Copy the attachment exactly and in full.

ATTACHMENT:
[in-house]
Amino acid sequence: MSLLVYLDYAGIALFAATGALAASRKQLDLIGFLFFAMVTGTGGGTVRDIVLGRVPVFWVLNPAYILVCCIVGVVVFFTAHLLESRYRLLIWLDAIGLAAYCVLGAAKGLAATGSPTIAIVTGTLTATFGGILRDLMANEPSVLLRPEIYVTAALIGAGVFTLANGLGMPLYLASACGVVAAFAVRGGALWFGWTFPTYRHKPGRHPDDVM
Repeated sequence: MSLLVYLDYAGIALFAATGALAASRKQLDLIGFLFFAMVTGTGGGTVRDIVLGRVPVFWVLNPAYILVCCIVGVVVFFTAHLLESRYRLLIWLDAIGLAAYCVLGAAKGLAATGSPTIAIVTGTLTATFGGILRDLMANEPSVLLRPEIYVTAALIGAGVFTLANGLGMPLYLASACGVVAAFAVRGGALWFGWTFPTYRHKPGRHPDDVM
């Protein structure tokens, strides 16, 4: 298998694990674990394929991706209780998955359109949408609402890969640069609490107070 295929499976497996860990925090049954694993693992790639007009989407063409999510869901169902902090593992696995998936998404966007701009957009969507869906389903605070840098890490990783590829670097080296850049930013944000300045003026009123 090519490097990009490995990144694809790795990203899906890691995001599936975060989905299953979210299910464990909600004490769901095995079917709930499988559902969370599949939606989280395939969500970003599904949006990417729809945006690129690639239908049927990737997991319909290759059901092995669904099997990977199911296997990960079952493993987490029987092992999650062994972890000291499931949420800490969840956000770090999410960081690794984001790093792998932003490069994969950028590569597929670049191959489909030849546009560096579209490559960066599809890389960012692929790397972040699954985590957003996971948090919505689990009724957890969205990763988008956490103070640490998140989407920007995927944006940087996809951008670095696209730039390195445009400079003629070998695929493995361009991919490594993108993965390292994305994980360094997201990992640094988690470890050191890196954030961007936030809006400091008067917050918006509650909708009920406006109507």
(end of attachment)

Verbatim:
[in-house]
Amino acid sequence: MSLLVYLDYAGIALFAATGALAASRKQLDLIGFLFFAMVTGTGGGTVRDIVLGRVPVFWVLNPAYILVCCIVGVVVFFTAHLLESRYRLLIWLDAIGLAAYCVLGAAKGLAATGSPTIAIVTGTLTATFGGILRDLMANEPSVLLRPEIYVTAALIGAGVFTLANGLGMPLYLASACGVVAAFAVRGGALWFGWTFPTYRHKPGRHPDDVM
Repeated sequence: MSLLVYLDYAGIALFAATGALAASRKQLDLIGFLFFAMVTGTGGGTVRDIVLGRVPVFWVLNPAYILVCCIVGVVVFFTAHLLESRYRLLIWLDAIGLAAYCVLGAAKGLAATGSPTIAIVTGTLTATFGGILRDLMANEPSVLLRPEIYVTAALIGAGVFTLANGLGMPLYLASACGVVAAFAVRGGALWFGWTFPTYRHKPGRHPDDVM
């Protein structure tokens, strides 16, 4: 298998694990674990394929991706209780998955359109949408609402890969640069609490107070 295929499976497996860990925090049954694993693992790639007009989407063409999510869901169902902090593992696995998936998404966007701009957009969507869906389903605070840098890490990783590829670097080296850049930013944000300045003026009123 090519490097990009490995990144694809790795990203899906890691995001599936975060989905299953979210299910464990909600004490769901095995079917709930499988559902969370599949939606989280395939969500970003599904949006990417729809945006690129690639239908049927990737997991319909290759059901092995669904099997990977199911296997990960079952493993987490029987092992999650062994972890000291499931949420800490969840956000770090999410960081690794984001790093792998932003490069994969950028590569597929670049191959489909030849546009560096579209490559960066599809890389960012692929790397972040699954985590957003996971948090919505689990009724957890969205990763988008956490103070640490998140989407920007995927944006940087996809951008670095696209730039390195445009400079003629070998695929493995361009991919490594993108993965390292994305994980360094997201990992640094988690470890050191890196954030961007936030809006400091008067917050918006509650909708009920406006109507």